words Tom Smalley

Nestled within prancing distance of Sadler’s Wells is The Gate Vegetarian Restaurant. Serving a menu that somehow manages to cater to every possible dietary regimen (vegan, gluten-free and nut-free options abound) whilst simultaneously promising a lavish dinning experience (sauté girolles, king oysters and paris brown served on a pan fried risotto cake finished with creamy cep sauce, rocket and cheese shavings in lemon and truffle dressing – take a bow), it’s a vegetarian restaurant with a big reputation.

Inside, the décor strikes a note of understated elegance. The clean lines and muted tones are complimented by the many original features of the building (a single wall, tiled in the manner of a turn-of-the-century pub, or the domed ceiling tucked away at the back of the restaurant) that remain as charming inheritances from its past. Everything feels tuned to perfection in a seemingly effortless way that balances character with a kind of sparseness intended to refocus attention on what’s really important here: the food.

 

Our waitress, Ioana, who exudes the kind of passion and enthusiasm for good food that you might expect from only the chef, is keen to recommend some of her favourite dishes. However, so as not to limit ourselves to just one tantalising starter each (and, frankly, struggling to choose between them), we settle on the Mezze Platter: a generous spread of five delicious entrées to share.

Although the Grilled Halloumi in Chermula; Arancini of Wild Mushroom, Sesame Coated Smoked Tofu and Mustard Seed Potato Cake undoubtedly were, it was the Leek, Trompete and Stilton Tart that stole the show. A perfectly firm, but buttery pastry housing a rich and creamy filling that together have set a new bar against which all future tarts will forever be measured. You need this in your life, trust me.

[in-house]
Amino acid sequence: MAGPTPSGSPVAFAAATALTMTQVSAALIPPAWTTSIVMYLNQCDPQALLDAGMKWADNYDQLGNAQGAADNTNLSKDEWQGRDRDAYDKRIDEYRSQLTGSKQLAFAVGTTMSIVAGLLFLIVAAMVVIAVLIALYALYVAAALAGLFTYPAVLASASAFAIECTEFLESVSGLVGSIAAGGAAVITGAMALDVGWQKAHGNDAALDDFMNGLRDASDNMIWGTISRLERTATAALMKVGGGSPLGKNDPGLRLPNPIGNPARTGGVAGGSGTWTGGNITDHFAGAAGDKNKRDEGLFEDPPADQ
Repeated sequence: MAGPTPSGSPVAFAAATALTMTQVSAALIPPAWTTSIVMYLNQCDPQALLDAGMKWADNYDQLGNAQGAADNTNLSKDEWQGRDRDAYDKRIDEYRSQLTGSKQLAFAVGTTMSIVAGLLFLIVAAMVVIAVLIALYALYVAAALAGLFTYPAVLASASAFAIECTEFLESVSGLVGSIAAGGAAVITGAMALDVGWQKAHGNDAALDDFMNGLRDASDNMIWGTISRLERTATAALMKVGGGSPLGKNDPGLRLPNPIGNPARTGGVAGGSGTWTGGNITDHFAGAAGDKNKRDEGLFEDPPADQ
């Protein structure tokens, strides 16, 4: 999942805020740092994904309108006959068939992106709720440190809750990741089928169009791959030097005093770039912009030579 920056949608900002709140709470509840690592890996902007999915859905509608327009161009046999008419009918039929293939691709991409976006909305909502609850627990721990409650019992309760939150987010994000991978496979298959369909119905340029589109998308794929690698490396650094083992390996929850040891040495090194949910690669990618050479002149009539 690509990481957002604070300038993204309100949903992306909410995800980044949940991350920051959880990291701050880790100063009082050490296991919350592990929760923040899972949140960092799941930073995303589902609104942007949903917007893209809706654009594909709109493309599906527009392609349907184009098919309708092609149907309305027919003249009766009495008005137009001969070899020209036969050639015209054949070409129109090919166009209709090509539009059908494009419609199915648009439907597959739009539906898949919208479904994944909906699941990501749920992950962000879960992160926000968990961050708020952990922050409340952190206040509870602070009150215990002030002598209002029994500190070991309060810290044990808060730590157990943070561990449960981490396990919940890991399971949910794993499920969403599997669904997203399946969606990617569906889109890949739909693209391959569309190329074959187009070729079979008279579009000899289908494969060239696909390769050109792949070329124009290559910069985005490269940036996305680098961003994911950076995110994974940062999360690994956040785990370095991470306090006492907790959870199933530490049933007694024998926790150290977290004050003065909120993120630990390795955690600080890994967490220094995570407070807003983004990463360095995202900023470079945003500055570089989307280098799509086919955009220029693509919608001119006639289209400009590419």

As to the mains, it’s Butternut Rotolo for myself and Asian Dumplings of Water Chestnut and Shiitake for my dinning partner. The baked thyme-infused rolled potato-topped rotolo with crispy shavings of salty butternut squash, from which erupted a delicious centre of goat’s cheese and more butternut, provided a rich and hearty follow-up to the delicate selection of starters. Unfortunately, my partner’s main didn’t match up; the ambitious pairing of Shiitake mushroom and artichoke puree saw that the bitterness of each ingredient was amplified, quashing the more delicate flavours.

All was forgotten, however, when the desserts arrived. The apple sorbet, light and incredibly fresh, which accompanied the mille-feuille was amazing and probably the finest sorbet I’ve ever tasted. Also, perhaps most impressively, there was a vegan dessert on the menu that wasn’t just ‘fruit salad’: a surprisingly creamy cheesecake, made from an inventive roster of ingredients that will have you guessing for hours (and which I won’t spoil here).

As someone who is particularly carnivorous, I often find it difficult to imagine a meat-free life, despite the now widely accepted claim that this shift in our diets is, basically, a really good idea. However, after experiencing the rich and inventive cuisine of The Gate, the prospect of vegetarianism now seems not only possible for me, but really quite tempting.

We visited The Gate vegetarian restaurant at 370 St John Street, London EC1V 4NN. The Gate is also at 51 Queen Caroline Street, London W6 9Q. For more information visit thegaterestaurants.com.

words Tom Smalley

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